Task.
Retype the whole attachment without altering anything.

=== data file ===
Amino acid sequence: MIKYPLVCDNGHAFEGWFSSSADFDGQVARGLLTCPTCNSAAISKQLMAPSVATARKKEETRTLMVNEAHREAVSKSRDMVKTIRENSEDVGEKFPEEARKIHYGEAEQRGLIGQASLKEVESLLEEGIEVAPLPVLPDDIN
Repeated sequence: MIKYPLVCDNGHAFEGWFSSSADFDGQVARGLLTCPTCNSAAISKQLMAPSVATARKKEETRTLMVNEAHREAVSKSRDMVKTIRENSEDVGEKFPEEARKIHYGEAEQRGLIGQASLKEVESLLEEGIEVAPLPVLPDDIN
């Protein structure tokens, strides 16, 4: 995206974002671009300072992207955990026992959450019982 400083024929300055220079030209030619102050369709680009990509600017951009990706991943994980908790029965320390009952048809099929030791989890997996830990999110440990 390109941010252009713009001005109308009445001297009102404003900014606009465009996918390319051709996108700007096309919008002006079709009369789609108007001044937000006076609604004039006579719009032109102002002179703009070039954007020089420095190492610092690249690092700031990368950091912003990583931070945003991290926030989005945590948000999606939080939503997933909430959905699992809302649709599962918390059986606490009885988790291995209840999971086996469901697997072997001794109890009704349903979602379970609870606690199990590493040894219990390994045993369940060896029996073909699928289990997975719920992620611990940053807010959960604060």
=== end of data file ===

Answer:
Amino acid sequence: MIKYPLVCDNGHAFEGWFSSSADFDGQVARGLLTCPTCNSAAISKQLMAPSVATARKKEETRTLMVNEAHREAVSKSRDMVKTIRENSEDVGEKFPEEARKIHYGEAEQRGLIGQASLKEVESLLEEGIEVAPLPVLPDDIN
Repeated sequence: MIKYPLVCDNGHAFEGWFSSSADFDGQVARGLLTCPTCNSAAISKQLMAPSVATARKKEETRTLMVNEAHREAVSKSRDMVKTIRENSEDVGEKFPEEARKIHYGEAEQRGLIGQASLKEVESLLEEGIEVAPLPVLPDDIN
């Protein structure tokens, strides 16, 4: 995206974002671009300072992207955990026992959450019982 400083024929300055220079030209030619102050369709680009990509600017951009990706991943994980908790029965320390009952048809099929030791989890997996830990999110440990 390109941010252009713009001005109308009445001297009102404003900014606009465009996918390319051709996108700007096309919008002006079709009369789609108007001044937000006076609604004039006579719009032109102002002179703009070039954007020089420095190492610092690249690092700031990368950091912003990583931070945003991290926030989005945590948000999606939080939503997933909430959905699992809302649709599962918390059986606490009885988790291995209840999971086996469901697997072997001794109890009704349903979602379970609870606690199990590493040894219990390994045993369940060896029996073909699928289990997975719920992620611990940053807010959960604060």